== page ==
Fusor of the TU/e Fusion Group
The fusor is an Inertial Electrostatic Confinement fusion device. It can create fusion reactions by accelerating ions by means of an electrostatic field. The electric field is generated by two concentric spherical electrodes, of which the inner one is mostly transparent and strongly negatively charged. The ions are accelerated inwards and most will pass the transparent electrode. After the electrode, they continue converging inwards, creating a high density of high energy ions in the center of the fusor. Collision with each other or with neutral background gas particles then results in fusion reactions.
Although the fusor is probably the most simple fusion device that exists, the physics is far from trivial. The fusor is operated over a wide range of pressures and applied voltages resulting in different operating regimes in which different processes are relevant. Furthermore, the ions are not in thermal equilibrium complicating the physics. Therefore, performance gains can be achieved by studying the fusor and by optimizing the design of the fusor.
The motivation for the fusor research in Eindhoven is threefold: First, the fusor provides a diagnostics test facility for diagnostics developed by the group. The diagnostics tested on the fusor can later be exploited on tokamak experiments. Second, the fusor will be used for educational purposes, by demonstrating fusion plasmas, ion confiment and fusion diagnostics. And finally, to study the fusor physics, with the aim to understand the underlying principles and processes and to optimize the fusion performance.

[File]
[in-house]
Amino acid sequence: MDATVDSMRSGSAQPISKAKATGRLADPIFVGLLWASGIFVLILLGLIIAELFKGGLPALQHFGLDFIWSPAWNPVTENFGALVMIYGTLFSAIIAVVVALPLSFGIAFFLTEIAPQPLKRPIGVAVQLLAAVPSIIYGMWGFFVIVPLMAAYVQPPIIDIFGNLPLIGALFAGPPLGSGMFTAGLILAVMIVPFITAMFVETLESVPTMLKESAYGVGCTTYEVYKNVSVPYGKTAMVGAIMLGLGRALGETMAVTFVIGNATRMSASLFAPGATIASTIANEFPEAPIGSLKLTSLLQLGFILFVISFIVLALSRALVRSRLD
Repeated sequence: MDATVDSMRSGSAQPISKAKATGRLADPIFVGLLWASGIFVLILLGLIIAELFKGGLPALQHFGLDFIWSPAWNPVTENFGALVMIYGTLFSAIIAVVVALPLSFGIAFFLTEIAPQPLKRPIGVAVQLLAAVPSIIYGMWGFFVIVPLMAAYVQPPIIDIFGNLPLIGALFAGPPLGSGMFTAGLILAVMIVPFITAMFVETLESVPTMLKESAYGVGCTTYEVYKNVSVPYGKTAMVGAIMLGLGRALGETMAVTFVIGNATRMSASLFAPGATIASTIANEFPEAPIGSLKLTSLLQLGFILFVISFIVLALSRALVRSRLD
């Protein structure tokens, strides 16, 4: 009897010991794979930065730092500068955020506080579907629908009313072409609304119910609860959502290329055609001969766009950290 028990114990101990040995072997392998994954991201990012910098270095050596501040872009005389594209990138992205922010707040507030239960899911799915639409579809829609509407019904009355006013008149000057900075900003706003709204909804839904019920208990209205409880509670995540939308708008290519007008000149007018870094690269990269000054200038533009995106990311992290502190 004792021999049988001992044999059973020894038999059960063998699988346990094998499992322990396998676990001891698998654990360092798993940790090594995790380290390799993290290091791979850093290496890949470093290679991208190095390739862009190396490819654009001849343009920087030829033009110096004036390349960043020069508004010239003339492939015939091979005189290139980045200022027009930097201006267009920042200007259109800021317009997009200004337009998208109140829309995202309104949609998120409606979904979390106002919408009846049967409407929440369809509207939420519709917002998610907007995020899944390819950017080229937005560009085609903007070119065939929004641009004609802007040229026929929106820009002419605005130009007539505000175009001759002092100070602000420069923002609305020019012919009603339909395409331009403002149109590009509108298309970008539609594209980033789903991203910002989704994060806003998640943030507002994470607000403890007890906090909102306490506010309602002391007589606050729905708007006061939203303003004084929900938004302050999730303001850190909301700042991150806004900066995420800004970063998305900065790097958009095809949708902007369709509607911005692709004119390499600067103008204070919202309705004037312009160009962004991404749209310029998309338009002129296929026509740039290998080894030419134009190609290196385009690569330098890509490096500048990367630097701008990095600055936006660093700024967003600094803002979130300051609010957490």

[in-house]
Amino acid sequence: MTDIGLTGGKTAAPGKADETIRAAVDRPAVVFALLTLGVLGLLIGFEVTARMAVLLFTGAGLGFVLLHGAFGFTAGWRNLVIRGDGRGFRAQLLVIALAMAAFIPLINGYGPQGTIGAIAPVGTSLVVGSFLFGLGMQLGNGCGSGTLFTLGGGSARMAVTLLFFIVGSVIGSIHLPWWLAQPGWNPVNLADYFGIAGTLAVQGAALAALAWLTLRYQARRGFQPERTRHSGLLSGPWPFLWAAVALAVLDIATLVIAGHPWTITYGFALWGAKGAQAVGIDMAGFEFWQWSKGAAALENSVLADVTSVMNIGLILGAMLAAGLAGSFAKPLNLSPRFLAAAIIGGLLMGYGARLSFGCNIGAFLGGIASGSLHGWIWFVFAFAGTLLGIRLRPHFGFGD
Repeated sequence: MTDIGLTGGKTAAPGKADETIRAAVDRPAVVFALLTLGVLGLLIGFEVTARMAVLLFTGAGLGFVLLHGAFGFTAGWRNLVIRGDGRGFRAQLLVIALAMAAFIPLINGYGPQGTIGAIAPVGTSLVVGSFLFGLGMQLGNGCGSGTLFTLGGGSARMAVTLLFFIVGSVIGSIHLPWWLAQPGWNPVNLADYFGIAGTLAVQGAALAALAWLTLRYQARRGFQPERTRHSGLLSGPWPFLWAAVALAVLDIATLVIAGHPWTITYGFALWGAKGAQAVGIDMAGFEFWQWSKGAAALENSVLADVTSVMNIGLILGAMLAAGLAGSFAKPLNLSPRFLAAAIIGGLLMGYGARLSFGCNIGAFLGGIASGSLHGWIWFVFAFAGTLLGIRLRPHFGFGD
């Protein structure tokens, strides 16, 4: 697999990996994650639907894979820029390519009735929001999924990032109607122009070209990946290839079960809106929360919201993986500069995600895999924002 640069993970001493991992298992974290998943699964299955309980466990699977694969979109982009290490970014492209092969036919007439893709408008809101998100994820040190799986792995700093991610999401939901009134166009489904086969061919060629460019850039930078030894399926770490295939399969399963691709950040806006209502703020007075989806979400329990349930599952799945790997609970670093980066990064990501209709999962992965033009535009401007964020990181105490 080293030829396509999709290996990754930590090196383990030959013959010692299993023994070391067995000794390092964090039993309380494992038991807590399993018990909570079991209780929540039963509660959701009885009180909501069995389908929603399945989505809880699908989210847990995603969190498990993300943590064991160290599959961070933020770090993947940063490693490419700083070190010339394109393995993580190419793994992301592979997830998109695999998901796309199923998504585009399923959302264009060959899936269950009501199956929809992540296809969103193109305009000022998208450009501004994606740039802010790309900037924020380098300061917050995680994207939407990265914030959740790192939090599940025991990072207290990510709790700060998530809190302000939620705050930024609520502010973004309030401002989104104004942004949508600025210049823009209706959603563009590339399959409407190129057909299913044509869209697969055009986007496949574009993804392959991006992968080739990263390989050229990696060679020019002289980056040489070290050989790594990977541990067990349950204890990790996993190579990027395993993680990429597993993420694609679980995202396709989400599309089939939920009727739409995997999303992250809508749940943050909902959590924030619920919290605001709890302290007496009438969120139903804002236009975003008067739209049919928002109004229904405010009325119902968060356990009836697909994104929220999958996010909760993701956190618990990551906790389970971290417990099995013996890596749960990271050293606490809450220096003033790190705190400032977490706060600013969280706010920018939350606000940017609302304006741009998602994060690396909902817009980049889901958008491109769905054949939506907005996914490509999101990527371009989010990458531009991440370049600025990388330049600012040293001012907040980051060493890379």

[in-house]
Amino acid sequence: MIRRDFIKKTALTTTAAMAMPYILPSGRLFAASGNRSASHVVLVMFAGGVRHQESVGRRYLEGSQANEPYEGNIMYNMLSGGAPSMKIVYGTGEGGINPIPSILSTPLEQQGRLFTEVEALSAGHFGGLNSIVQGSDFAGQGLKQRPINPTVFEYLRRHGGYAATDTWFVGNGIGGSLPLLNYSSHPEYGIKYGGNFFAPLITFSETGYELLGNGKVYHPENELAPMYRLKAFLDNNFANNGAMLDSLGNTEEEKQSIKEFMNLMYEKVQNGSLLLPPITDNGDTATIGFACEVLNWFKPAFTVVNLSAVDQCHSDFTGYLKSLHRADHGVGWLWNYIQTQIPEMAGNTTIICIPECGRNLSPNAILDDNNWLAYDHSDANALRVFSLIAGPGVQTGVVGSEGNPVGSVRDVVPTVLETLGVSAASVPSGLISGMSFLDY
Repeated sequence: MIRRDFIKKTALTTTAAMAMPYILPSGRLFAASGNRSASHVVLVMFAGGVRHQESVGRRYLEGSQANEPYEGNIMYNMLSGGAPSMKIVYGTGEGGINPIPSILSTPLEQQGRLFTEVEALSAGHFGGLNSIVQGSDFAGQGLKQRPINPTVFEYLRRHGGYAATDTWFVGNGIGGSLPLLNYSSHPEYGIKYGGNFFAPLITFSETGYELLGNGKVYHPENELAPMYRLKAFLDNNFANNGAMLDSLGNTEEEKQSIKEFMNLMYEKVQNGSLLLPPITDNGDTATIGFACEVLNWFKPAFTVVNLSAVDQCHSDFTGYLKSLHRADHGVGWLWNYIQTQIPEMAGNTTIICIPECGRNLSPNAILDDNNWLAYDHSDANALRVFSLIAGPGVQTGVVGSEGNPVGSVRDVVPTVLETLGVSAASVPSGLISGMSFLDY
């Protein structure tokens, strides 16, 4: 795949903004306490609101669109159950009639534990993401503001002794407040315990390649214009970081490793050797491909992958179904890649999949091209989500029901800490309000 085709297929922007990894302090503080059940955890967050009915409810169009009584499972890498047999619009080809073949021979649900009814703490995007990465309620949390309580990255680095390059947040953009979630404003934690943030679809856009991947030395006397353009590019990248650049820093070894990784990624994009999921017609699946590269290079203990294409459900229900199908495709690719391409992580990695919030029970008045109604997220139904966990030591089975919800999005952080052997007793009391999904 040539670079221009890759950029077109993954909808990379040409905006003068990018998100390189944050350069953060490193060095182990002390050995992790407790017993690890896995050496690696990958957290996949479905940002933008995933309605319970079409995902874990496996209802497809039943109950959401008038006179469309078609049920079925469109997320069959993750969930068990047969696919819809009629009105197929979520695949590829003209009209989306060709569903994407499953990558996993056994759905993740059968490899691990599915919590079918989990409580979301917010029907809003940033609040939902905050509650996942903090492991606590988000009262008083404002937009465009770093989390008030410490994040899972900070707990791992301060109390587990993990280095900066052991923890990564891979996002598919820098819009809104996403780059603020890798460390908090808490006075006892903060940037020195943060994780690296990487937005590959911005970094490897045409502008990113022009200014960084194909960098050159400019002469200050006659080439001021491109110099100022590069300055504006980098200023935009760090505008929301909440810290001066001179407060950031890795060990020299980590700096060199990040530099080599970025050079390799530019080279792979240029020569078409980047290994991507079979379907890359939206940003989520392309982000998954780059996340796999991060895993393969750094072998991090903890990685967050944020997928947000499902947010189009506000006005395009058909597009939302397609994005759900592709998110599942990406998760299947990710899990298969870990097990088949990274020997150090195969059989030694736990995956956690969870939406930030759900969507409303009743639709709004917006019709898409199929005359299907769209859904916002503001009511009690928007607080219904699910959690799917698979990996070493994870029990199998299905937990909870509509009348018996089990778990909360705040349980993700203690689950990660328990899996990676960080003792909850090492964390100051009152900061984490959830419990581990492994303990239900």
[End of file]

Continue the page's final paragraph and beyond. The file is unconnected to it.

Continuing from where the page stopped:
To optimize and improve the fusor performance, several studies are currently performed on the fusor. The ion density profile is measured by passive spectroscopy to investigate the influence of the operating parameters. Electric potential measurements are performed by using Langmuir and emissive probes to investigate the influence of space charge on the vacuum potential. As the potential determines the ion energies, i.e. the fusion probability, and the ion density improves the collision probability, both projects are essential to improve the fusion rate. Furthermore, a specific fusor phenomena, the electron jet, is being researched by investating the effects of electrode asymmetries.